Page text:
Pat Neff Hall, Baylor University
For over 70 years, Pat Neff Hall has stood overlooking the grounds of Baylor University’s campus in Waco. The university held a Masonic cornerstone-laying event on December 7, 1938, marking the start of construction on the iconic building. The hall was completed in 1939, but not officially dedicated until the following year’s Founder’s Day, February 1, when the university celebrates its founders and the anniversary of its charter. The completed structure measured over 46,000 square feet and cost $250,000. A portion of that cost ($50,000) was offered to the university by the New-York Based General Education Board, who’s dedication was supporting higher education institutions. The hall was named after Pat Neff, who served as the 9th president of the university and was also a two-term governor of Texas.
Backstory and Context
Neff graduated from Baylor, held a seat in the Texas House of Representatives, served as Texas Governor for two terms, was president of the Baptist General Convention of Texas and the Southern Baptist Convention, and served as the 9th president of Baylor. The most distinctive feature of the building, one that is now part of the school symbol, is the gold roof atop the central tower. Originally the second stainless steel roof in the nation, gold was added in 2000. The equally famous carillon is housed within the golden tower, currently containing 48 bells as the original 25 chimes donated in 1939 inevitably wore out. Pat Neff Hall serves as Baylor’s Administrative building, housing the president’s office among other administrative officials. A more recent athletic tradition came around in the late 1970s when the building would be lit up with green following a game victory. Pat Neff Hall has served as a centerpiece to the campus and people of Baylor for almost a century, and it has become a center of the school’s traditions as well.
The history of Baylor University date back to the Union Baptist Association meeting of 1841, 35 delegates accepted Reverend William Milton Tyron’s and District Judge Robert Emmet Bledsoe Baylor’s suggestion to open a Baptist university in Texas. In 1844, the Texas Baptist Education Society petitioned the Congress of the Republic of Texas to charter a university. Following the signing of the Act of Congress by Republic President Anson Jones, Baylor University was officially established on February 1, 1845. Of the four communities who bid for location of the institution, Independence was selected, and preparatory classes began in May 1846 with college courses coming in June. Henry Gillette was the first professor of the new university, teaching a class of 24 students. Baylor became the first school in Texas and second west of the Mississippi to teach law in 1849 (the law department was established in 1857 with Texas Supreme Court Justice Royal T. Wheeler heading the school) when R. E. B. Baylor and Abner S. Lipscomb started teaching classes on the “science of law.” In 1854, Baylor awarded their first degree to Stephen Decatur, and the following year saw Mary Gentry Kavanaugh become the first female graduate from the institution. The next major graduate milestone came in 1858 when 13 students became the first law graduates. Over the coming years, Baylor kept growing and accepting more and more students despite the hardships of Reconstruction.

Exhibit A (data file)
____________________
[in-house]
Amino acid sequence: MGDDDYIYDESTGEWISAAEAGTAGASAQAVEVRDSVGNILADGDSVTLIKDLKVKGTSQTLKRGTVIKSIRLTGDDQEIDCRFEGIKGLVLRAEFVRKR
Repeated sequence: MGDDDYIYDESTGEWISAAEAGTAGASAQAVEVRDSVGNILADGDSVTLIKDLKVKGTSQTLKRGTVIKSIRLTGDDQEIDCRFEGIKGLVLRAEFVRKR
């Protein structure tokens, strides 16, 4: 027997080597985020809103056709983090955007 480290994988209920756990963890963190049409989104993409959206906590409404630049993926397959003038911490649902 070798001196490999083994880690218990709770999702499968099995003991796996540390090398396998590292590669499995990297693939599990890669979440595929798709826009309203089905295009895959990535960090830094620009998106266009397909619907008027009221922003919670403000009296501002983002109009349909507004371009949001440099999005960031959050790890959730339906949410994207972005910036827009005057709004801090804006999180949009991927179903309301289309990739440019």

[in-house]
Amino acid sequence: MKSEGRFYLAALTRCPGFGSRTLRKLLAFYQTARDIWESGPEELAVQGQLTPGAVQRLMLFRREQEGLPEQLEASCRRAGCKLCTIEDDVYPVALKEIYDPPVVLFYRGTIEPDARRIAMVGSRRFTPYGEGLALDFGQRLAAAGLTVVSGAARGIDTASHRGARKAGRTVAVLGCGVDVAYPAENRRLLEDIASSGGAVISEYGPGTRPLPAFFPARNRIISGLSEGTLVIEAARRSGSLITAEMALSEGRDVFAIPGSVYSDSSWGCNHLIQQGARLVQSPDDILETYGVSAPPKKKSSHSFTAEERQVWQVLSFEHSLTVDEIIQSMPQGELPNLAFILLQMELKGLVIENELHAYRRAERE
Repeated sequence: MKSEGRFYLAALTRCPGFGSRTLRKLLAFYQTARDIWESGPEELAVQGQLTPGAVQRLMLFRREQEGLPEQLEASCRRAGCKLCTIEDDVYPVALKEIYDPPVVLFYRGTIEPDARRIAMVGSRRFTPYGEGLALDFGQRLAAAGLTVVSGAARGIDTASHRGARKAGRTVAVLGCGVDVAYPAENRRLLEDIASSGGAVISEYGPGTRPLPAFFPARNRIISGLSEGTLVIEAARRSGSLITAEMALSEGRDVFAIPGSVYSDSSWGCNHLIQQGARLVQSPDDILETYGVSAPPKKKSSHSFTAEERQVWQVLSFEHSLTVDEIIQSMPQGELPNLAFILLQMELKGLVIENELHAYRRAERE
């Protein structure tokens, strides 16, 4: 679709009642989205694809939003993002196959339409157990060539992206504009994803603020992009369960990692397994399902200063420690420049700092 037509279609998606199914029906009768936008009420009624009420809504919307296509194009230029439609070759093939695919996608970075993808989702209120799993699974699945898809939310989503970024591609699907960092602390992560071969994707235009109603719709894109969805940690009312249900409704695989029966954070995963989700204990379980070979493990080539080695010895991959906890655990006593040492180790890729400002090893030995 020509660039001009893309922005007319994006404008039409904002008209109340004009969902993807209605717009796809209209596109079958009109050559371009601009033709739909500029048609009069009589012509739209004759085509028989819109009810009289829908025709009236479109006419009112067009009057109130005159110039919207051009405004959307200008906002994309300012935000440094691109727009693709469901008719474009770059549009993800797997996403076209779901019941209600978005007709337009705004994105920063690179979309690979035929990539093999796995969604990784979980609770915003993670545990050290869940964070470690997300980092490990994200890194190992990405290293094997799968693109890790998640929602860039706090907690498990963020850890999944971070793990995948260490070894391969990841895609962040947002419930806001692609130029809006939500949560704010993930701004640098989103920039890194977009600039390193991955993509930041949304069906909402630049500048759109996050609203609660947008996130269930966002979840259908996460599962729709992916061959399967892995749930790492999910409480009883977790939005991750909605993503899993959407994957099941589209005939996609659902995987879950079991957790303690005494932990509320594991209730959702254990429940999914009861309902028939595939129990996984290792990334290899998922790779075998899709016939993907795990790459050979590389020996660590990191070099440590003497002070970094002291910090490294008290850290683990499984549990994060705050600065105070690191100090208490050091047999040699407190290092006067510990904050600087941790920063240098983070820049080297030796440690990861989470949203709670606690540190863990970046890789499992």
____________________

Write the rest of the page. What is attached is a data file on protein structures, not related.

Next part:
Baylor’s second president Rufus Burleson resigned from the position in 1861 following disputes over methodology and moved with some male faculty to Waco, where he became the president of Waco Classical School. In September of that year, Burleson reopened the school as the all-male Waco University. Despite the university beginning to compete with Baylor, the two institutions managed to coexist for years, supported by separate Baptist associations. Following the consolidation of the separate associations into The Baptist General Convention of Texas, Waco University and Baylor University consolidated on the Waco campus, keeping the Baylor name. Rufus Burleson was named president of the consolidated schools, making him the only Baylor president to hold the title twice.